What to see

Take your time walking around the place, there are many nooks and crannies to see and explore. Although not necessary, taking a guided tour provides a deeper insight into the ancient city, its uses, as well as information about the geography of the city. Keep in mind that relatively little is known about the history and uses of the ruins, and some of the stories told by the guides are based on little more than popular hearsay.

Door of the Sun (IntiPunku)

If you have just arrived through the Inca Trail, this will be your first experience in the ruins. Others may reverse the ruins along the way and climb the hill. From here you can see down into each valley with beautiful views. It is quite a demanding hike (probably 1 or 1.5 hours in each direction), but it is well worth it.

Temple of the Sun

Temple of the Sun, Machu PicchuTemple of the Sun, Machu Picchu
Near the top of the main city, the stone in the temple is incredible. Take a good look and you will see that there are a variety of stone walls throughout the city. Most are rough stones joined with mud, the common stone walls found all over the world. However, many buildings or parts of buildings are made with the most distinctive and impressive stone. The temple is the absolute pinnacle of this technology. Observe from the side, descending the stone staircase in the main square.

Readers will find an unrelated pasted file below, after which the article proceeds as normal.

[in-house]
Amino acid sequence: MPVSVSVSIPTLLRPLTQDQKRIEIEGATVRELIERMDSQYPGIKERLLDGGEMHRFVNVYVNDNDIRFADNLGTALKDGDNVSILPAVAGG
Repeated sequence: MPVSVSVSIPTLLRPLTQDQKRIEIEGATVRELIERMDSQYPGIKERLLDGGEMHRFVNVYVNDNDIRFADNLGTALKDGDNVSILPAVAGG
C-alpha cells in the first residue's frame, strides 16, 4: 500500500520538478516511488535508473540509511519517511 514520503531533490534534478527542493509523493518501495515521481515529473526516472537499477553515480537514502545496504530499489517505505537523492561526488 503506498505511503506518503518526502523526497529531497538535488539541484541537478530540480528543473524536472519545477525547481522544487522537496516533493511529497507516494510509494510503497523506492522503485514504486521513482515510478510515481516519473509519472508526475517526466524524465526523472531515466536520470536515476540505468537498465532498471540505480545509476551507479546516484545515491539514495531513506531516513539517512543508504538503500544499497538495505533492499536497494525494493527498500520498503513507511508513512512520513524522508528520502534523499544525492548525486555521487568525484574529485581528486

A stone carved in such a way that, on certain days at dawn, the sun makes a particular shadow, working like a sundial. According to some scientists, the meaning “where the sun (inti) is tied (or tied)”, and it is believed that it served as a calendar, to define the seasons, according to the shadow that the sun gave to the base of that stone.

Temple of the Three Windows

Temple of the Three Windows, Machu PicchuTemple of the Three Windows, Machu Picchu
Whose walls of large polygonal blocks were assembled like a jigsaw puzzle.
Main Temple, of more regular blocks, which is believed to have been the main ceremonial enclosure of the city. Attached to this is the so-called “priest’s house” or “chamber of ornaments”.

Temple of the Condor

– Tour guides may try to tell you that it was a temple, but look closely: between the wings of the condor is a camera with slots made in the stone to secure handcuffs, a corridor behind where a torturer can walk to whip the back of the prisoner, and a well of fear that seeks to drain the blood of the prisoners. It is clear that the condor was a symbol of cruel justice, but an aseptic version is counted for the benefit of middle-aged tourists and their children.